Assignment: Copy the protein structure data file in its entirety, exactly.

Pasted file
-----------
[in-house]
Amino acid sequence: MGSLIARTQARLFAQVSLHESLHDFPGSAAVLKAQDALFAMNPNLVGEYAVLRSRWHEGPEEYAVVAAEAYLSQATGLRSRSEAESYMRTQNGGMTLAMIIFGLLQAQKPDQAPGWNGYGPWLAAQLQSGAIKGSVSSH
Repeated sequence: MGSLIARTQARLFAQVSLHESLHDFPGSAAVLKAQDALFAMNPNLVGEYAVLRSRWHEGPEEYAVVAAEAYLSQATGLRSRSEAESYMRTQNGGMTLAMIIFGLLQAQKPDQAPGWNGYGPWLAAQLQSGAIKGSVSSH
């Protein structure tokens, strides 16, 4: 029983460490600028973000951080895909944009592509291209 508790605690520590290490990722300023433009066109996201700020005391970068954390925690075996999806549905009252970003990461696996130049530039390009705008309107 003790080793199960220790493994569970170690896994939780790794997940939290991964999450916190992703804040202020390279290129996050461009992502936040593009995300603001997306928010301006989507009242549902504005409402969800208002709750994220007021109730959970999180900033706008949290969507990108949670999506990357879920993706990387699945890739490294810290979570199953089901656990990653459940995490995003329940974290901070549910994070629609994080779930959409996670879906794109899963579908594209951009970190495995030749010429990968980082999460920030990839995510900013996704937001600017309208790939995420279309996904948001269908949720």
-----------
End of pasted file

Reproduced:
[in-house]
Amino acid sequence: MGSLIARTQARLFAQVSLHESLHDFPGSAAVLKAQDALFAMNPNLVGEYAVLRSRWHEGPEEYAVVAAEAYLSQATGLRSRSEAESYMRTQNGGMTLAMIIFGLLQAQKPDQAPGWNGYGPWLAAQLQSGAIKGSVSSH
Repeated sequence: MGSLIARTQARLFAQVSLHESLHDFPGSAAVLKAQDALFAMNPNLVGEYAVLRSRWHEGPEEYAVVAAEAYLSQATGLRSRSEAESYMRTQNGGMTLAMIIFGLLQAQKPDQAPGWNGYGPWLAAQLQSGAIKGSVSSH
């Protein structure tokens, strides 16, 4: 029983460490600028973000951080895909944009592509291209 508790605690520590290490990722300023433009066109996201700020005391970068954390925690075996999806549905009252970003990461696996130049530039390009705008309107 003790080793199960220790493994569970170690896994939780790794997940939290991964999450916190992703804040202020390279290129996050461009992502936040593009995300603001997306928010301006989507009242549902504005409402969800208002709750994220007021109730959970999180900033706008949290969507990108949670999506990357879920993706990387699945890739490294810290979570199953089901656990990653459940995490995003329940974290901070549910994070629609994080779930959409996670879906794109899963579908594209951009970190495995030749010429990968980082999460920030990839995510900013996704937001600017309208790939995420279309996904948001269908949720």